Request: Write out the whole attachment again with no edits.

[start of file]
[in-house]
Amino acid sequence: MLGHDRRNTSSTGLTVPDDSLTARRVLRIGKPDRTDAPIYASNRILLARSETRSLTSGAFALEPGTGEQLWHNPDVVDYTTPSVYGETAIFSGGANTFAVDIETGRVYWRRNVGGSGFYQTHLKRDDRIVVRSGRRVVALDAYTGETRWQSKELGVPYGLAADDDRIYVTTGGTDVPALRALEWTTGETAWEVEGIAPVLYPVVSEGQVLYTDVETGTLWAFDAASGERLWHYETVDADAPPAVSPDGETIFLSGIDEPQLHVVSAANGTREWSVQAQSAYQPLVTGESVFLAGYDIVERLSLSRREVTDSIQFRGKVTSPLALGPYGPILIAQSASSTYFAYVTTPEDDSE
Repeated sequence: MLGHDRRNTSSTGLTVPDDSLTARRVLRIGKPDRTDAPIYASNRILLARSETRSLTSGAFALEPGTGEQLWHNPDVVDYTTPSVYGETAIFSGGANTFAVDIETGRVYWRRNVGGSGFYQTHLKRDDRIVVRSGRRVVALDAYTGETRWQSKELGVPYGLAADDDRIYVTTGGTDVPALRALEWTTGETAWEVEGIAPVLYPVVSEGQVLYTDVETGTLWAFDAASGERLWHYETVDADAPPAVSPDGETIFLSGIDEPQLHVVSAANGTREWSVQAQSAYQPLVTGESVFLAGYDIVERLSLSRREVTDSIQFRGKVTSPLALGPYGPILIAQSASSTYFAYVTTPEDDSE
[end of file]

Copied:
[in-house]
Amino acid sequence: MLGHDRRNTSSTGLTVPDDSLTARRVLRIGKPDRTDAPIYASNRILLARSETRSLTSGAFALEPGTGEQLWHNPDVVDYTTPSVYGETAIFSGGANTFAVDIETGRVYWRRNVGGSGFYQTHLKRDDRIVVRSGRRVVALDAYTGETRWQSKELGVPYGLAADDDRIYVTTGGTDVPALRALEWTTGETAWEVEGIAPVLYPVVSEGQVLYTDVETGTLWAFDAASGERLWHYETVDADAPPAVSPDGETIFLSGIDEPQLHVVSAANGTREWSVQAQSAYQPLVTGESVFLAGYDIVERLSLSRREVTDSIQFRGKVTSPLALGPYGPILIAQSASSTYFAYVTTPEDDSE
Repeated sequence: MLGHDRRNTSSTGLTVPDDSLTARRVLRIGKPDRTDAPIYASNRILLARSETRSLTSGAFALEPGTGEQLWHNPDVVDYTTPSVYGETAIFSGGANTFAVDIETGRVYWRRNVGGSGFYQTHLKRDDRIVVRSGRRVVALDAYTGETRWQSKELGVPYGLAADDDRIYVTTGGTDVPALRALEWTTGETAWEVEGIAPVLYPVVSEGQVLYTDVETGTLWAFDAASGERLWHYETVDADAPPAVSPDGETIFLSGIDEPQLHVVSAANGTREWSVQAQSAYQPLVTGESVFLAGYDIVERLSLSRREVTDSIQFRGKVTSPLALGPYGPILIAQSASSTYFAYVTTPEDDSE